6.      “FOUR DOLLARS REWARD.  Ran-away from the Subscriber on the 22d of September, at Night a Negro Man Servant, by the Name of CATO, about Five Feet and Eight Inches high, very thick Lips, speaks broken, and Walks as if he was lame in his Heels. Had on when he went away, a Cloth colour'd Coat, with Pewter Buttons, old Leather Breeches, a Tow Shirt, old Shoes with Silver plate Buckles, wore a Cap, and ?hoves round his Neck, and very high on his Forehead: Carried away with him a Callico Banyan, fine Linen Shirt, Check Linen Trowsers, grey Wigg, also carries or Wears a Felt Hatt with a Silver Lace on it, had a Violin and carries it in a green Bays Bag. Whosoever will return the Runaway to his Master in Winchenden, shall have the above Reward and all necessary Charges, paid by LEVI NICHOL, Winchenden, Sept. 23, 1774.”  Boston Gazette, Monday, October 10, 1774.

7.      “Joseph Peirce HAS IMPORTED by Captain SYMMES,(who is just arrived from LONDON) and is now opening at his Shop in Kings Street, nearly opposite the North Door of the Town- House, BOSTON . . .Mens white Beaver Hats.”  Boston Gazette, May 2, 1774.

8.      “Ran away from me the Subscriber, on the 4th instant, an apprentice Lad named Uriah Stone, about 18 years of Age; he is Short in Stature, and of a dark Complexion. He had on when he went away a Flannel Jacket without Sleeves, a striped Tow Shirt, a Pair of Short Wide Trowsers, and an Old Felt Hat. Whoever Apprehends said Lad and brings him to his Master Shall be resonably rewarded for their Trouble. NATHANIEL BROWN Rehoboth, August 13, 1767.”  Providence Gazette, August 15, 1767.

9.      “Run away from the Subscriber, at Attleborough, on the 25th of July, a Lad about 17 years old, named Issac Allen, a thick chunky Fellow, about five Feet six Inches high, of a pale swarthy Complexion, has dark brown Hair, which he sometimes wears ty'd: Had on and took with him, when he went away, two Tow Shirts, one Check Linnen Ditto, a Pair of short wide Trowsers, a striped Flannel Jacket, a black Ditto, a yellow doubled and twisted Coat, two Hats, a Black Barcelona handkerchief, a Pair of Check Linen Trowsers, two Pair of Stockings, and one Pair of new Shoes. Whoever takes up said Runaway, and brings him to his Master, shall have Two Dollars Reward, and all necessary Charges, paid by me.  JOHN FISHER.”  Providence Gazette, Aug. 3, 1771.

10.      “Run away from the Subscriber, the Night of the 5th of April last, an Apprentice Lad, named Danile Bowen, about 20 years of Age, about 5 feet and a Half high, has brown Hair, grey eyes, is something round Shouldered, and understands making Buckles; Had on when he went away a new Felt Hat, a blue double breasted Jacket, with flowered Pewter Buttons, striped underflannel Jacket, Striped Flannel Shirt, Leather Breeches, and Yarn Stockings. Whoever takes up said Runaway, and brings him to his Master, Shall have Two Dollars Reward, and all necessary Charges, paid by BENJAMIN KINGSLEY.  Rehoboth, April 25, 1772.”  Providence Gazette, April 25, 1772.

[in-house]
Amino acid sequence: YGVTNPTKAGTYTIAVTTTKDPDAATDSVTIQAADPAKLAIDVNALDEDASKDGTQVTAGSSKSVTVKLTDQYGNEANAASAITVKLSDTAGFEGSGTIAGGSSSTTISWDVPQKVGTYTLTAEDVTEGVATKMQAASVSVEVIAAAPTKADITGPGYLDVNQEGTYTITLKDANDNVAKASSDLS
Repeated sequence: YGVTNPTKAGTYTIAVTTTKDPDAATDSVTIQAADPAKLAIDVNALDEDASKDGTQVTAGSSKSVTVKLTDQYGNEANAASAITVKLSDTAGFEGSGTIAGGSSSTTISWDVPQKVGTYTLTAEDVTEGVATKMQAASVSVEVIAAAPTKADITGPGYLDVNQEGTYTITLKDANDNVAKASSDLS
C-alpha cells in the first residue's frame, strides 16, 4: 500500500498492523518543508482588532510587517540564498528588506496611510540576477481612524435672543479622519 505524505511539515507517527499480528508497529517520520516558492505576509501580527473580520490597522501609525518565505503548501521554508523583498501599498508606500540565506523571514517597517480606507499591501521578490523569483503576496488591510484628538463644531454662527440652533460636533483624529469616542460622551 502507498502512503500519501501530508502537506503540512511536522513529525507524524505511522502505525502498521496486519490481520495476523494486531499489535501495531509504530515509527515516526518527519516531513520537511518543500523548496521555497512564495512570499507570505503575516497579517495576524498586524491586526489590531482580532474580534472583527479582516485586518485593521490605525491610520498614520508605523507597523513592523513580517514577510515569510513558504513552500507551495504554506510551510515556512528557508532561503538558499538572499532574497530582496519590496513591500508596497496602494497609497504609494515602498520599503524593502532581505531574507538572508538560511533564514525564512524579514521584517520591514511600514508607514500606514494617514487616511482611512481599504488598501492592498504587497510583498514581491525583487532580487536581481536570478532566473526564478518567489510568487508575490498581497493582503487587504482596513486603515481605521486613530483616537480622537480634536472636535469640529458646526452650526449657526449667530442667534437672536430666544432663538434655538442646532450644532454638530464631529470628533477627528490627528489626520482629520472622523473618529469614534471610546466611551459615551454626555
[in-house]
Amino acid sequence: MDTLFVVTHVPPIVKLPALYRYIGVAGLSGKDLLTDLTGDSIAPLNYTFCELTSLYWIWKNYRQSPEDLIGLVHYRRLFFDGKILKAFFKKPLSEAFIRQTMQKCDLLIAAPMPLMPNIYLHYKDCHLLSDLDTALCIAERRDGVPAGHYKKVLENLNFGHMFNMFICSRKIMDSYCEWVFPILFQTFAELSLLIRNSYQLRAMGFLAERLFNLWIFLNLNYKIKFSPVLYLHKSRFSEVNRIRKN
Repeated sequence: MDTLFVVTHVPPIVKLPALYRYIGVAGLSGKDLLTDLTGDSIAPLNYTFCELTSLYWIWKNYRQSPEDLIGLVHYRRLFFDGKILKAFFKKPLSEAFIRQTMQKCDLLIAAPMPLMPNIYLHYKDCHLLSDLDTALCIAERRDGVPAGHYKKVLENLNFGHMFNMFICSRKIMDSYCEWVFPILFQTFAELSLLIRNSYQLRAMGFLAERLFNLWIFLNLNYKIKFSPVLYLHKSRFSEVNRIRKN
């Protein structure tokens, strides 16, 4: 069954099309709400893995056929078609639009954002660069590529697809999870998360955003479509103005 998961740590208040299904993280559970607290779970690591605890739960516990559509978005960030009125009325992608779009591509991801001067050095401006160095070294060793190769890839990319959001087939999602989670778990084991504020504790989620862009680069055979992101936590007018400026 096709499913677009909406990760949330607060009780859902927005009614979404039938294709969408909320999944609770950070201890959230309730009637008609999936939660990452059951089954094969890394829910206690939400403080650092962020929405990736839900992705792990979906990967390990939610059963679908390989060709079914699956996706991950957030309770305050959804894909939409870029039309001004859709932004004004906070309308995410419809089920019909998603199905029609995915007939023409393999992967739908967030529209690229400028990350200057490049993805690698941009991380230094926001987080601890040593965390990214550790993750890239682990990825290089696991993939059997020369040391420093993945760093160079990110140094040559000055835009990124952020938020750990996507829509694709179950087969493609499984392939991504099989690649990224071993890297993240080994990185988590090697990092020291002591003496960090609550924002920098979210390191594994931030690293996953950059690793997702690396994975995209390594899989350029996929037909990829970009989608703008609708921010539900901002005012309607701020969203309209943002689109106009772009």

11.      “Ran-away from the Subscriber, living in Gorham, which joins Falmouth, Cumberland County in the Massachusetts Province, short Negro Man named Prince, about 26 Years of Age, 5 Feet some Inches high, talks broken English, has remarkable small Ears, and a Jewel Hole in one of them. Had on almost new Felt Hat, a reddish grey home-made Cloth Coat Jacket and Breeches, with silk knee Garters, a dark Callicoe under Jacket, a white Linnen Shirt, red Collar and Cuffs, to his Coat with Metal Buttons, white Cotton Stockings, Cald-Skin Pumps,. It may be he has a Pass. Said Negro plays tolerable well on a Violin. Whosever will take up said Negro or bring him to his Master shall have Sixteen Dollars Reward, and all Charges paid by WILLIAM M'LEENEN.”  Boston Gazette, June 6, 1774.


12.      “Stop Thief and Runaway Man Servant.  Whereas William Hayward, Baker, absconded himself from my Service 16th March, 1774, and took with him to the Value of eight pounds , L. M. and be being taken and convicted, voluntarily Bound himself, to serve me Six Months, to Pay Damages & Cost: and he last Night absconded himself again; had on an old Felt Hat, an old cloth colour'd Coat and Waistcoat, check'd Woolen Shirt, a Pair of new cloth colour'd Breeches, a Pair of old pale blue Stockings, and a Pair of singleSole Shoes.--Said Hayward is about Thirty-three Years of Age, Five Feet Five Inches high, darkish, short Hair, and down look like a Rogue and Thief.----Whossoever will take up said Servant and Notify me the Subscriber so that I may have him again, shall have FIVE DOLLARS reward. Paid by me, ISAAC SHERMAN,  Marlboro April 9, 1774.  All Bakers are hereby cautioned against Employing said Servant.”  Boston Gazette, May 9, 1774.